This kind of environment has far-reaching consequences. If those employees aren't able or willing to voice their frustrations at work, it can affect family members at home.
"Abusive supervisors not only can make life miserable for their direct reports, they can contribute to an unhappy home life," Scott said. "Spouses of these employees have reported that their bullied worker often times was moody, hostile or demeaning at home."
Beyond that, managerial abuse can create costly inefficiencies in the workplace by raising absenteeism, turnover and litigation, according to the study. Sound familiar, Uber?
3. Beta bosses might be better for your health.
Sure, not everyone's boss physically abuses them or initiates disciplinary hearings for employees who take time off for surgery. But alpha bosses can still have a detrimental effect on your health.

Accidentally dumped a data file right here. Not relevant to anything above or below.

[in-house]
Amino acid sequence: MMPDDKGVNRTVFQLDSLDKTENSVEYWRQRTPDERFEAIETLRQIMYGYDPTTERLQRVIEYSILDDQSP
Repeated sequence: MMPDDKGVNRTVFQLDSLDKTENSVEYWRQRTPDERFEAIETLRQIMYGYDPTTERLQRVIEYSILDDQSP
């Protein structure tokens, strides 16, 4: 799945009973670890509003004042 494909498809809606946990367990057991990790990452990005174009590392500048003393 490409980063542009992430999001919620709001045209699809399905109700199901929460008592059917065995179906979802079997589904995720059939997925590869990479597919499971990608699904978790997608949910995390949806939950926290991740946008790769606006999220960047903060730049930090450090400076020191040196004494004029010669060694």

Research shows that when people experience repeated stressors like incivility or aggression for too long, their immune systems can be compromised and they may experience major health issues — including cardiovascular disease, cancer, diabetes and ulcers.
For women, a stressful job increases their likelihood of a cardiovascular event by 38%, according to one study. Even spot stressors — unfortunate flare-ups and confrontations, and the replaying of those in our heads — can lead to increased appetite and obesity. Researchers from the University of Southern California and the University of Florida found that uncivil behavior reduces productivity by making workers unable to take in new information. Workers can also fall behind because of sleep deprivation.
Given these potential problems, how do bad alpha bosses rise up so often? Social and cultural forces tend to push individuals with narcissistic — and, sometimes, psychopathic — traits into positions of power. Such toxic leaders then use fear and intimidation to maintain control.
The bottom line? When you're interviewing for a job, remember you're sizing up the company and leadership as much as they're evaluating you. Don't dismiss a mild-mannered listener — and don't be afraid to walk if you notice red flags, like an overly aggressive potential manager. You can do better.